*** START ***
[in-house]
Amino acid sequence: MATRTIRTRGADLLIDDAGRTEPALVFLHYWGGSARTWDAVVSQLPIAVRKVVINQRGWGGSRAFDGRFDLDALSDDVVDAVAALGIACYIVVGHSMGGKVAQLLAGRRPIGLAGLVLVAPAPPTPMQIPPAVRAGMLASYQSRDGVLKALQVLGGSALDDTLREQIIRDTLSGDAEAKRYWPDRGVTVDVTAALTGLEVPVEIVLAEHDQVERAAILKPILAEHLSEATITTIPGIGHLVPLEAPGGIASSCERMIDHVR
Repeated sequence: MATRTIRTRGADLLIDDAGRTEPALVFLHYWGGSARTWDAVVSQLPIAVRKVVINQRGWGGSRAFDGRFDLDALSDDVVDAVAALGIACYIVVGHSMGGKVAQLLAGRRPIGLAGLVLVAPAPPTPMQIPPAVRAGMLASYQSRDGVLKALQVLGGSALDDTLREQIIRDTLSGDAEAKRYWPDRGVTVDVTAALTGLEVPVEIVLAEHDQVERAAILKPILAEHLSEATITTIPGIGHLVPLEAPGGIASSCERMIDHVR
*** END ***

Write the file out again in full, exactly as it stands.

[in-house]
Amino acid sequence: MATRTIRTRGADLLIDDAGRTEPALVFLHYWGGSARTWDAVVSQLPIAVRKVVINQRGWGGSRAFDGRFDLDALSDDVVDAVAALGIACYIVVGHSMGGKVAQLLAGRRPIGLAGLVLVAPAPPTPMQIPPAVRAGMLASYQSRDGVLKALQVLGGSALDDTLREQIIRDTLSGDAEAKRYWPDRGVTVDVTAALTGLEVPVEIVLAEHDQVERAAILKPILAEHLSEATITTIPGIGHLVPLEAPGGIASSCERMIDHVR
Repeated sequence: MATRTIRTRGADLLIDDAGRTEPALVFLHYWGGSARTWDAVVSQLPIAVRKVVINQRGWGGSRAFDGRFDLDALSDDVVDAVAALGIACYIVVGHSMGGKVAQLLAGRRPIGLAGLVLVAPAPPTPMQIPPAVRAGMLASYQSRDGVLKALQVLGGSALDDTLREQIIRDTLSGDAEAKRYWPDRGVTVDVTAALTGLEVPVEIVLAEHDQVERAAILKPILAEHLSEATITTIPGIGHLVPLEAPGGIASSCERMIDHVR